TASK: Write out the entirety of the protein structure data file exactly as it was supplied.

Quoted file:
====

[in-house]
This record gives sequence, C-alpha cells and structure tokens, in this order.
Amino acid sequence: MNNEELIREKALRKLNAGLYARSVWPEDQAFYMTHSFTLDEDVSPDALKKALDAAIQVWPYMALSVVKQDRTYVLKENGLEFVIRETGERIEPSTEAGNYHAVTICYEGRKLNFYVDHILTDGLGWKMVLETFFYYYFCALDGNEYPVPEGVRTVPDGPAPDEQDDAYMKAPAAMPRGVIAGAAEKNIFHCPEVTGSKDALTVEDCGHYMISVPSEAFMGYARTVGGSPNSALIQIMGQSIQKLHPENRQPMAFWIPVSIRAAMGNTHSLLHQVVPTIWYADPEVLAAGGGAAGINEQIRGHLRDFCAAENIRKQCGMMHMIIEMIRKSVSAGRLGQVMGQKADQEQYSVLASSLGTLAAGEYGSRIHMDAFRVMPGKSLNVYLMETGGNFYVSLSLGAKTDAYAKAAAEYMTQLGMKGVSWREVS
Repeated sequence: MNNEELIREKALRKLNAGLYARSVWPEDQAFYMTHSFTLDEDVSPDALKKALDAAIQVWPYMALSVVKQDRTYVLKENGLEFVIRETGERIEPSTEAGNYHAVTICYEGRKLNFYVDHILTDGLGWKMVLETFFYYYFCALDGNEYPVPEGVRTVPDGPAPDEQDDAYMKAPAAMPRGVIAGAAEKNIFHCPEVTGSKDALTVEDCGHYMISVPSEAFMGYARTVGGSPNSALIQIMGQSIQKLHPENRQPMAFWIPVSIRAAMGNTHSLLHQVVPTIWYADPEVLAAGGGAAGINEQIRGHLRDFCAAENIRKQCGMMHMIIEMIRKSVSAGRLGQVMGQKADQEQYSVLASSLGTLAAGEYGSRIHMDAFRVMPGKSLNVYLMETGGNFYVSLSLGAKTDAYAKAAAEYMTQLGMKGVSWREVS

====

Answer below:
[in-house]
This record gives sequence, C-alpha cells and structure tokens, in this order.
Amino acid sequence: MNNEELIREKALRKLNAGLYARSVWPEDQAFYMTHSFTLDEDVSPDALKKALDAAIQVWPYMALSVVKQDRTYVLKENGLEFVIRETGERIEPSTEAGNYHAVTICYEGRKLNFYVDHILTDGLGWKMVLETFFYYYFCALDGNEYPVPEGVRTVPDGPAPDEQDDAYMKAPAAMPRGVIAGAAEKNIFHCPEVTGSKDALTVEDCGHYMISVPSEAFMGYARTVGGSPNSALIQIMGQSIQKLHPENRQPMAFWIPVSIRAAMGNTHSLLHQVVPTIWYADPEVLAAGGGAAGINEQIRGHLRDFCAAENIRKQCGMMHMIIEMIRKSVSAGRLGQVMGQKADQEQYSVLASSLGTLAAGEYGSRIHMDAFRVMPGKSLNVYLMETGGNFYVSLSLGAKTDAYAKAAAEYMTQLGMKGVSWREVS
Repeated sequence: MNNEELIREKALRKLNAGLYARSVWPEDQAFYMTHSFTLDEDVSPDALKKALDAAIQVWPYMALSVVKQDRTYVLKENGLEFVIRETGERIEPSTEAGNYHAVTICYEGRKLNFYVDHILTDGLGWKMVLETFFYYYFCALDGNEYPVPEGVRTVPDGPAPDEQDDAYMKAPAAMPRGVIAGAAEKNIFHCPEVTGSKDALTVEDCGHYMISVPSEAFMGYARTVGGSPNSALIQIMGQSIQKLHPENRQPMAFWIPVSIRAAMGNTHSLLHQVVPTIWYADPEVLAAGGGAAGINEQIRGHLRDFCAAENIRKQCGMMHMIIEMIRKSVSAGRLGQVMGQKADQEQYSVLASSLGTLAAGEYGSRIHMDAFRVMPGKSLNVYLMETGGNFYVSLSLGAKTDAYAKAAAEYMTQLGMKGVSWREVS